Monte Carlo method with direct sampling helps us reason about probabilistic systems. The method is straightforward, we generate a sample input based on the respective probability distribution and analyze the output appropriately. However, there are situations when direct sampling is not feasible and the method cannot be applied off-the-shelf. For example, a case when the probability distribution of the inputs is not available. But, we are given certain rules to iterate over the sample space, e.g., a random walk, and we need to estimate the desired properties using the same.
Consider an example of a drunkard who keeps walking randomly. The drunkard at any position takes a step in a random direction of fixed length and keeps repeating the same. This is in contrast with the example of my other post on Monte Carlo methods. Note that we are not given the distribution of the points he visits, however, we are given the rules to compute the probability of his next step. These random walks are formally called Markov chains. A Markov chain describes a sequence of stochastic events where the probability of the next event is only dependent on the current state.
Let us conduct an experiment with the drunkard’s random walk. We take a 2x2 square bounding a circle of radius 1 centred at (0, 0). We let the drunkard move in the square starting from (-1, -1), and at each step, we count the number of times the drunkard lies in the circle (points_in). For a fairly large number of steps (N), the value (4*points_in/N) starts converging to pi.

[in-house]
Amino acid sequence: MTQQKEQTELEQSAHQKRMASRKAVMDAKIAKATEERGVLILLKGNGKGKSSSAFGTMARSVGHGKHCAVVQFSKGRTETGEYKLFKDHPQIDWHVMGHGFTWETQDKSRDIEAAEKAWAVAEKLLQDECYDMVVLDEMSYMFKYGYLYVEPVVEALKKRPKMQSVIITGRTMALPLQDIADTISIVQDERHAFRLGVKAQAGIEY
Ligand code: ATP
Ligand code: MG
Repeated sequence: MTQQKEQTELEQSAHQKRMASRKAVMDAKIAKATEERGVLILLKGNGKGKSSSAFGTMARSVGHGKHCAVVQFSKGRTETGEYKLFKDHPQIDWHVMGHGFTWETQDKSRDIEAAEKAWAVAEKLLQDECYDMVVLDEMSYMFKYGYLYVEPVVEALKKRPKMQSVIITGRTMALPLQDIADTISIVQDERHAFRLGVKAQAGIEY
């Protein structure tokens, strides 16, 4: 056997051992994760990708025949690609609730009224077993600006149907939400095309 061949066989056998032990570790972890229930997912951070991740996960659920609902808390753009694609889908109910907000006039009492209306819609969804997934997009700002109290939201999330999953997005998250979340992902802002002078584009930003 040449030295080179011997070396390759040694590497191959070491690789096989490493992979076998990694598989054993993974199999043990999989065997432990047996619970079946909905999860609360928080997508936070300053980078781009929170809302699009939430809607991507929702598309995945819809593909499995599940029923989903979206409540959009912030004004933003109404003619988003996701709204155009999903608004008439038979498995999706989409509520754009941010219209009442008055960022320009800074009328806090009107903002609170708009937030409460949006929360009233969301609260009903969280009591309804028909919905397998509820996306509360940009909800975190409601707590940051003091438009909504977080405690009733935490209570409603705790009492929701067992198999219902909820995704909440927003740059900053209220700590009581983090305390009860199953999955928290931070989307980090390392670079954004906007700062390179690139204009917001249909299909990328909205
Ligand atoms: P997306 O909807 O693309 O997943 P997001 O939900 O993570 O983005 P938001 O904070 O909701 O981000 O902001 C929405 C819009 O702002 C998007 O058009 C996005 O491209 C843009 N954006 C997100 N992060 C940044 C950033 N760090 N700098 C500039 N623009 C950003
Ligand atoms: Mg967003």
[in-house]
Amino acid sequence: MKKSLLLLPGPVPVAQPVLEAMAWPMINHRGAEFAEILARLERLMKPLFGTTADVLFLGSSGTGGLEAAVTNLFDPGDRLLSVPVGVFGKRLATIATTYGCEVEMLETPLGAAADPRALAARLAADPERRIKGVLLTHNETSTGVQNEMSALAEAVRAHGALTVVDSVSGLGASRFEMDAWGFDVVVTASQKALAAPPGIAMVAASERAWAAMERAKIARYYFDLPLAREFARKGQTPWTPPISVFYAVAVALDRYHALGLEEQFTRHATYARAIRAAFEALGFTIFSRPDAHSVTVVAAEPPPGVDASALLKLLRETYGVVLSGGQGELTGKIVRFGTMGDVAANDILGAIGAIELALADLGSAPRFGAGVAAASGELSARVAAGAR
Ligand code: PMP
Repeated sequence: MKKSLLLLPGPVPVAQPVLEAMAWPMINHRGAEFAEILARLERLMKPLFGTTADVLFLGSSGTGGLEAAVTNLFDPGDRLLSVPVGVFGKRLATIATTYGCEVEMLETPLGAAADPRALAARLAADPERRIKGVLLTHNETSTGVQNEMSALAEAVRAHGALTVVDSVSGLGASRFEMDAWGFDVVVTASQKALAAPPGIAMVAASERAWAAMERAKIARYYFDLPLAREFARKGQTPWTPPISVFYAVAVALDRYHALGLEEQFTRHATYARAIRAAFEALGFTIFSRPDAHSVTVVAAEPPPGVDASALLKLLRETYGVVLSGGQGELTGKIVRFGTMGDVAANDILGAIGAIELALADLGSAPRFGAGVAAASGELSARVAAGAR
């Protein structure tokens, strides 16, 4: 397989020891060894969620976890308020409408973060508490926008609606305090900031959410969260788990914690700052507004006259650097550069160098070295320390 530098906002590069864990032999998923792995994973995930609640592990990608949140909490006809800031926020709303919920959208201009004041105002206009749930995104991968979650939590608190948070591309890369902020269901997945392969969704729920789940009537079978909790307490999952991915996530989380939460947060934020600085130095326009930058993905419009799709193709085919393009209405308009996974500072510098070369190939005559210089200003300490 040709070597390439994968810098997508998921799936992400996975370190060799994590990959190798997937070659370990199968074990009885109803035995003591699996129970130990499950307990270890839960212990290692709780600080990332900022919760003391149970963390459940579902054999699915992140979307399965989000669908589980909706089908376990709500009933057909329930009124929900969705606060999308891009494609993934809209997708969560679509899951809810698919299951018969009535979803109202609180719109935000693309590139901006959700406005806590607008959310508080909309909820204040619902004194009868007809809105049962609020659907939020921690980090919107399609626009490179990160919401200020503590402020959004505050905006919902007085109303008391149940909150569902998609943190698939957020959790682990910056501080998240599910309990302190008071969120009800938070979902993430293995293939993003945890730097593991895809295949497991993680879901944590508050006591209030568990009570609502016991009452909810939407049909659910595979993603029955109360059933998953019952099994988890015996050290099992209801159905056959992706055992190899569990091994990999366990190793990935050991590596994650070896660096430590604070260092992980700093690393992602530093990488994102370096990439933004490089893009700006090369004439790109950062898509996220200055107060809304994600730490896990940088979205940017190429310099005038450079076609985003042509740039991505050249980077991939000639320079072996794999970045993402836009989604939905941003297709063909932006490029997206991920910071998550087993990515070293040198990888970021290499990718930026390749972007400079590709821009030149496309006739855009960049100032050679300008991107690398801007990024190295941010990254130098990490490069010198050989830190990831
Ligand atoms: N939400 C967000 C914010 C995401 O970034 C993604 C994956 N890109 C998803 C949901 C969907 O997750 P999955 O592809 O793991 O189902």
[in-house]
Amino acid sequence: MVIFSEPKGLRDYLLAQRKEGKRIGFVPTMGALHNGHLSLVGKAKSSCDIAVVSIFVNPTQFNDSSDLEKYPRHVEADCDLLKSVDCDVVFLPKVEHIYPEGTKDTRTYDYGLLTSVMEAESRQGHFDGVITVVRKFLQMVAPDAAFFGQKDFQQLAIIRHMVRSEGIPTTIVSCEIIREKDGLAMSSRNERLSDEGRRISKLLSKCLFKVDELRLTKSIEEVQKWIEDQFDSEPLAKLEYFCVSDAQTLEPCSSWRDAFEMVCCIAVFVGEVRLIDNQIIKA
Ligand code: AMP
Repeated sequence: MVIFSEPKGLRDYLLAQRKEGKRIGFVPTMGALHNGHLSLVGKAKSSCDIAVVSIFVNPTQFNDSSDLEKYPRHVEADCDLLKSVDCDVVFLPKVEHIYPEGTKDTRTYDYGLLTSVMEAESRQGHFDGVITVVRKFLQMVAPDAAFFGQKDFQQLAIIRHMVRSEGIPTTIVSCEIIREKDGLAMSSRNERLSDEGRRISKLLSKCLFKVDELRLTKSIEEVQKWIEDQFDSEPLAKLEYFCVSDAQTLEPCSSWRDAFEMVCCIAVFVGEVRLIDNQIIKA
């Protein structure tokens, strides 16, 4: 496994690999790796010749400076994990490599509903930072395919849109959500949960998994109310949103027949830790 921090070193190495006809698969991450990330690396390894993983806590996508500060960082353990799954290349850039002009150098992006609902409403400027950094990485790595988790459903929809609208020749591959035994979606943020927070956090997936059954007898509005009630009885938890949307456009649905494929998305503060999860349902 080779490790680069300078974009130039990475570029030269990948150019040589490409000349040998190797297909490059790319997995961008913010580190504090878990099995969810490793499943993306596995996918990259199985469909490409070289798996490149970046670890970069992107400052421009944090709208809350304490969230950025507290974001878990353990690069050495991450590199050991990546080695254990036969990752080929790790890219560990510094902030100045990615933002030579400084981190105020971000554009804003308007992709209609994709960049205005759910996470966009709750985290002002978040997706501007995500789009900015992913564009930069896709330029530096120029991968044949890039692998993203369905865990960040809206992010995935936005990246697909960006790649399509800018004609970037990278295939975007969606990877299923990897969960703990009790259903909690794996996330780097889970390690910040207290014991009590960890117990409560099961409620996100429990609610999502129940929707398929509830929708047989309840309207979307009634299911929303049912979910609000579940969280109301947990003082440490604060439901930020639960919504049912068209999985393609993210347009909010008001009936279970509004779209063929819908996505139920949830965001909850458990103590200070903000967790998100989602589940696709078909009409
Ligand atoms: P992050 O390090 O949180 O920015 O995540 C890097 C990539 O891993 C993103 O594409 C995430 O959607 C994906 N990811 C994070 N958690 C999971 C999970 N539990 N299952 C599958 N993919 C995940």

Following python program simulates the experiment. At each step, the new point (x_new, y_new) is computed relative to the last position by adding a random vector to it. If the new point lies outside the square, then we do not take the step. We count the number of times the drunkard lies in the circle with the variable points_in. Finally, the program prints the value (4*points_in/N) after N steps.
import random, math x, y = -1, -1 delta = 0.1 # length of step taken points_in = 0 N = 1000000 for step in range(N): theta = random.uniform(0, 360) # generate a random angle x_new = x + delta * math.cos(theta) y_new = y + delta * math.sin(theta) # do not move if new point is out of square if -1 < x_new < 1 and -1 < y_new < 1: (x, y) = (x_new, y_new) if x**2 + y**2 < 1: # in the circle points_in += 1 print(4*points_in/N)
Following are the three values that I got by the running the program three times: 3.121184, 3.141716, 3.137896. Note that values are close to the value of pi. Increasing the value of N results in the values closer to the value of pi.
The reader must be curious, why does this scheme work. What kind of sampling does the random walk generate? Why does increasing the value of N result in a better estimate of pi? Why does the value converge to pi? I plan to note down all the ideas involved, and finally, answer all the questions raised. Stick to this space for the detailed answers!
© 2018 Manjeet Dahiya